Monday, 16 May 2016

Cannes 2016: Paterson by Jim Jarmush


Is there a more timeless director than Jim Jarmush? The director, at the forefront of the wave of new indie talents of American cinema in the 80's, has conducted his career admirably, faithful to his style and philosophy while constantly surprising us. He dazzled Cannes with his vampire film Only Lovers Left Alive in 2013, and he is back on the Croisette with Paterson.

In Paterson, Paterson (Adam Driver) is a bus driver in the city of Paterson, writing poems to keep the dreary routine of his job at bay, while his wife Laura (Golshifteh Farahani) embarks on her own artistic pursuits.


Paterson belongs to the more mellow side of Jim Jarmush's cinema, and is comparable to Broken Flowers, with which it shares a reflection about relationship. While very much set in the present, there is a timelessness to the film, its setting, some of its characters and particularly its lead, Paterson, who eschews technology, relying on his trusted notepad and pen to write his poems. Some might accuse the American director of hisptery nostalgia but that would be unfair. There is not rose tinted view of the past here, simply because the director has never looked back, he is above the past, the present and the future.

Paterson is about the somehow meaningless routine of everyday life of most people, and the way some deal with it through an artistic output. The film focuses on the sort of trivial non-events other films ignore, and follows Paterson's routine as he eavesdrop on his passengers (leading to some very amusing scenes), goes home to his wife and writes his poems, and the slight variations of his days are oddly riveting. There is also a nice portrayal of a blue collar city that is far away from the usual condescending stereotypes about this social class (the ones populist politicians describe as "real" people).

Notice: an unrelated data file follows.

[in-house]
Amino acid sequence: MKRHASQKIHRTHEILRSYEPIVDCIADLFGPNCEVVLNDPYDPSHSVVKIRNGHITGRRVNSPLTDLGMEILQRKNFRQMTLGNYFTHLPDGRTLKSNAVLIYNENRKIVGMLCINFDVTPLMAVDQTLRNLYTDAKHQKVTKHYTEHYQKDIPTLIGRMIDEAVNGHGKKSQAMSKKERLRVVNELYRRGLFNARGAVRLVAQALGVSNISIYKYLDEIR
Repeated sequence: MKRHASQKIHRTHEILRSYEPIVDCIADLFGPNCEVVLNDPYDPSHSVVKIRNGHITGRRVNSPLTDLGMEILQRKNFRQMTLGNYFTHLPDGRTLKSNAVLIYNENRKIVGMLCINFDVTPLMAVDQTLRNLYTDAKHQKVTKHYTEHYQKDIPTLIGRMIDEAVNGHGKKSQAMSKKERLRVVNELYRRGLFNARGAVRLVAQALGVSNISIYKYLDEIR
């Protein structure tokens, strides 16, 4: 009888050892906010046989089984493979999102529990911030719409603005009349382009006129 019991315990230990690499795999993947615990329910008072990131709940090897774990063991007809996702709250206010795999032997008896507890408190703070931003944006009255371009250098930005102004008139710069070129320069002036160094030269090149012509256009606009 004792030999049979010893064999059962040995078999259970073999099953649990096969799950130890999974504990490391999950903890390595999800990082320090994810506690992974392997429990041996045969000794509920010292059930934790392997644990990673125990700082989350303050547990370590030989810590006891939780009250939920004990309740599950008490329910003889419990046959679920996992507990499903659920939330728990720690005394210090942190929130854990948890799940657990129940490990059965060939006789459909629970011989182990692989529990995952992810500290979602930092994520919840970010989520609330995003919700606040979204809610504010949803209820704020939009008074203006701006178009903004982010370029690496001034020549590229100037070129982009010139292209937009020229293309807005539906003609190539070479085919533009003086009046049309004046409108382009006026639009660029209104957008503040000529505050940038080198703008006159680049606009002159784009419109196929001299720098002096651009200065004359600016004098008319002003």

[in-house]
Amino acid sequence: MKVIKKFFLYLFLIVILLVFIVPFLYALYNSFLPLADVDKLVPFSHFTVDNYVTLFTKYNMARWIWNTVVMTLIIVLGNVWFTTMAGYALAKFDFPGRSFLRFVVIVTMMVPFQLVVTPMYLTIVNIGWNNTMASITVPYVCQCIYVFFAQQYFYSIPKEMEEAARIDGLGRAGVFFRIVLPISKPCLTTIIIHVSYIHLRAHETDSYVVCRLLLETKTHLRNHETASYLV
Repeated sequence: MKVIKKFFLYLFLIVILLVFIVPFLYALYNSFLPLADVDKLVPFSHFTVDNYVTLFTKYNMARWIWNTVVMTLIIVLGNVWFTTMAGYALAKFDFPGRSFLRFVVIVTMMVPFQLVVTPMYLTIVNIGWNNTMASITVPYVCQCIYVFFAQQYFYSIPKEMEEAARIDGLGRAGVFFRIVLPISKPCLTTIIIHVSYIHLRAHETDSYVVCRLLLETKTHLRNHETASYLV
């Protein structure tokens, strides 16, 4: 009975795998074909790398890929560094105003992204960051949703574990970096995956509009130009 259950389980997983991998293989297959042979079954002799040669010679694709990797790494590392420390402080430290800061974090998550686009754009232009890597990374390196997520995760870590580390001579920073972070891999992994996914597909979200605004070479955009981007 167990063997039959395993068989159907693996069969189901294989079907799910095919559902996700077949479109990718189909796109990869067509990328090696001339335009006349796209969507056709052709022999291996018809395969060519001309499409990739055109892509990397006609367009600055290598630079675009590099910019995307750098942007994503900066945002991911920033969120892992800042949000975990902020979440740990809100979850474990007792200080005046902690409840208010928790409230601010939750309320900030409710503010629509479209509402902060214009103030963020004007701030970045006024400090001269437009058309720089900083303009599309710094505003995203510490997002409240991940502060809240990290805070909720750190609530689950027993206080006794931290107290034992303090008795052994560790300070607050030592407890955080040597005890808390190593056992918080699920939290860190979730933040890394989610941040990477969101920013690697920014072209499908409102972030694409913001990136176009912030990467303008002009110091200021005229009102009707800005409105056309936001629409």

The film also deals with relationships, but not about fiery passion, rather the way people accommodate the daily routine into them, and the mutual, quiet appreciation that make them. Paterson's wife, Laura, is the ying to his yang, a creative, luminous and very upbeat woman with an appetite for trying and embracing new things, be it cooking, music, or whatever takes her fancy. The director teases the audience by making it clear that we understand Paterson and his deadpan ways better than his wife ever will, yet their love and contentment is obvious. This is a nice commentary of how one can never expect to fully understand one's partner, and vice-versa, and yet their relationship is wonderful, full of mutual respect and support.

Laura's character might come across for some as a bit one note or whimsy but it would be a wrong reading, particularly thanks to the luminous performance of Golshifteh Farahani. She is very much his equal despite their completely opposite personality.

As for Adam Driver as Paterson is quite simply phenomenal. Evoking the existential ennui of his laconic character with much subtlety, with a wry smile and a stare of the oblivion, we feel his constant inner struggle between the quiet appreciation of his simple life and a yearning for something better. The scenes in which he drives the bus while his voiceover reads through the poem are full of lyrical melancholy, and among the most impressive the American director has ever shot.

As profound as it is gentle, Paterson is yet another triumph from Jim Jarmush.

Review by Laurent de Alberti

Star Rating: 

Official Selection, In Competition

Paterson. USA 2016. Directed by Jim Jarmush. Starring Adam Driver, Golshifteh Farahani...

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